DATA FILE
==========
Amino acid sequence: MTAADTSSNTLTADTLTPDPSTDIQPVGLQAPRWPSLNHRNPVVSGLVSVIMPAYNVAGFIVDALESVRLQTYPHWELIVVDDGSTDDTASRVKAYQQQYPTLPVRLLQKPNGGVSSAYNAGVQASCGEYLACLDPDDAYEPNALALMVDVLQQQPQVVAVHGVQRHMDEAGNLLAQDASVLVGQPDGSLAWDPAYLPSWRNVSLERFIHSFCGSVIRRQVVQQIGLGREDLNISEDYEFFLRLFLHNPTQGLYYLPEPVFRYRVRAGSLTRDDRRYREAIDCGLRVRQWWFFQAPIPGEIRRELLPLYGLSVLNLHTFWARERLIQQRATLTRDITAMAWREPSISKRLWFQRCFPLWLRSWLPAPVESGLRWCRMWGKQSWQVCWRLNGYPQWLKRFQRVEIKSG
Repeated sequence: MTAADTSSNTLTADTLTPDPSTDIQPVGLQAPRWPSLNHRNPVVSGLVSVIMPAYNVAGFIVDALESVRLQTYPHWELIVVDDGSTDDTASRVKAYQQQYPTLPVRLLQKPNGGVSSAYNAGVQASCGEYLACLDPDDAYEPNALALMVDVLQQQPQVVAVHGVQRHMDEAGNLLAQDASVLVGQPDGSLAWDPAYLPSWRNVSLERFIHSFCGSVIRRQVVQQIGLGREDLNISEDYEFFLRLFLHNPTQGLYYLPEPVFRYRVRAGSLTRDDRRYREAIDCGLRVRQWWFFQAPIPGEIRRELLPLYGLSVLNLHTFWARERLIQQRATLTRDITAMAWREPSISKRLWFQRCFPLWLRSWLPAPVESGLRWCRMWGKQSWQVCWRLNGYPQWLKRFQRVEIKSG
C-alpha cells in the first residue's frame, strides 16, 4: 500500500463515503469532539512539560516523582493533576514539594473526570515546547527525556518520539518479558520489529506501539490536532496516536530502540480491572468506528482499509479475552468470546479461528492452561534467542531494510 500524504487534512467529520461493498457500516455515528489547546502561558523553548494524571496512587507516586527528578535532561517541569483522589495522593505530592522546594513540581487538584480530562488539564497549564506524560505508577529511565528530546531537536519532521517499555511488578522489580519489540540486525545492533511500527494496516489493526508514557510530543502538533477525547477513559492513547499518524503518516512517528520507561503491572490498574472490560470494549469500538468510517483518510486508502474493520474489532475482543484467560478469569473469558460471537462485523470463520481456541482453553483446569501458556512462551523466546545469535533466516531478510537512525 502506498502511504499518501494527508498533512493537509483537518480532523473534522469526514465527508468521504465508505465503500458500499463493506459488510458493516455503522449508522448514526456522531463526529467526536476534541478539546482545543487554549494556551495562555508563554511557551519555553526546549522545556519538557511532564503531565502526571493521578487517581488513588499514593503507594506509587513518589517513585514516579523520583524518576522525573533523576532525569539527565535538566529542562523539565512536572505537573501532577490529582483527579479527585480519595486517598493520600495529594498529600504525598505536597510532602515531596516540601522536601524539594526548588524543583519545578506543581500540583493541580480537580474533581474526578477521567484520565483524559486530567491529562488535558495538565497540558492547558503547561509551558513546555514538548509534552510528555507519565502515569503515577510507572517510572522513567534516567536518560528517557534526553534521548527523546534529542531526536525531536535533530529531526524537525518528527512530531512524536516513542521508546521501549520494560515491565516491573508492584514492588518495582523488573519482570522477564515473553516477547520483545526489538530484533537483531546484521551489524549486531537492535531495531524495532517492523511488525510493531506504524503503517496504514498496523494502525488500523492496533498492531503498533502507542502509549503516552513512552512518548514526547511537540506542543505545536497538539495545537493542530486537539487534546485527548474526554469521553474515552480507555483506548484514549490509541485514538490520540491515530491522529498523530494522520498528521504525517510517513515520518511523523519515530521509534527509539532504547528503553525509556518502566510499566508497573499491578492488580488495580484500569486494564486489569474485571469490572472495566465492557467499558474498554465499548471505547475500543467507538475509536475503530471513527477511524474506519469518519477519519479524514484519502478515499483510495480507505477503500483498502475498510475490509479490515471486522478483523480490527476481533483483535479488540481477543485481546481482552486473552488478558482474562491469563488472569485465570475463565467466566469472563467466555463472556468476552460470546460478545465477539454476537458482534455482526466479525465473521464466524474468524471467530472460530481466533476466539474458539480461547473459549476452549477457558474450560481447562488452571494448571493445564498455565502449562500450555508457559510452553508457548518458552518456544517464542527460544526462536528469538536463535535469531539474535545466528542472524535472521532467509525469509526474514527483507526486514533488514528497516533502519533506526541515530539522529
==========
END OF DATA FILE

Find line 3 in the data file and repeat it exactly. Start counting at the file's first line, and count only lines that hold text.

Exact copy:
C-alpha cells in the first residue's frame, strides 16, 4: 500500500463515503469532539512539560516523582493533576514539594473526570515546547527525556518520539518479558520489529506501539490536532496516536530502540480491572468506528482499509479475552468470546479461528492452561534467542531494510 500524504487534512467529520461493498457500516455515528489547546502561558523553548494524571496512587507516586527528578535532561517541569483522589495522593505530592522546594513540581487538584480530562488539564497549564506524560505508577529511565528530546531537536519532521517499555511488578522489580519489540540486525545492533511500527494496516489493526508514557510530543502538533477525547477513559492513547499518524503518516512517528520507561503491572490498574472490560470494549469500538468510517483518510486508502474493520474489532475482543484467560478469569473469558460471537462485523470463520481456541482453553483446569501458556512462551523466546545469535533466516531478510537512525 502506498502511504499518501494527508498533512493537509483537518480532523473534522469526514465527508468521504465508505465503500458500499463493506459488510458493516455503522449508522448514526456522531463526529467526536476534541478539546482545543487554549494556551495562555508563554511557551519555553526546549522545556519538557511532564503531565502526571493521578487517581488513588499514593503507594506509587513518589517513585514516579523520583524518576522525573533523576532525569539527565535538566529542562523539565512536572505537573501532577490529582483527579479527585480519595486517598493520600495529594498529600504525598505536597510532602515531596516540601522536601524539594526548588524543583519545578506543581500540583493541580480537580474533581474526578477521567484520565483524559486530567491529562488535558495538565497540558492547558503547561509551558513546555514538548509534552510528555507519565502515569503515577510507572517510572522513567534516567536518560528517557534526553534521548527523546534529542531526536525531536535533530529531526524537525518528527512530531512524536516513542521508546521501549520494560515491565516491573508492584514492588518495582523488573519482570522477564515473553516477547520483545526489538530484533537483531546484521551489524549486531537492535531495531524495532517492523511488525510493531506504524503503517496504514498496523494502525488500523492496533498492531503498533502507542502509549503516552513512552512518548514526547511537540506542543505545536497538539495545537493542530486537539487534546485527548474526554469521553474515552480507555483506548484514549490509541485514538490520540491515530491522529498523530494522520498528521504525517510517513515520518511523523519515530521509534527509539532504547528503553525509556518502566510499566508497573499491578492488580488495580484500569486494564486489569474485571469490572472495566465492557467499558474498554465499548471505547475500543467507538475509536475503530471513527477511524474506519469518519477519519479524514484519502478515499483510495480507505477503500483498502475498510475490509479490515471486522478483523480490527476481533483483535479488540481477543485481546481482552486473552488478558482474562491469563488472569485465570475463565467466566469472563467466555463472556468476552460470546460478545465477539454476537458482534455482526466479525465473521464466524474468524471467530472460530481466533476466539474458539480461547473459549476452549477457558474450560481447562488452571494448571493445564498455565502449562500450555508457559510452553508457548518458552518456544517464542527460544526462536528469538536463535535469531539474535545466528542472524535472521532467509525469509526474514527483507526486514533488514528497516533502519533506526541515530539522529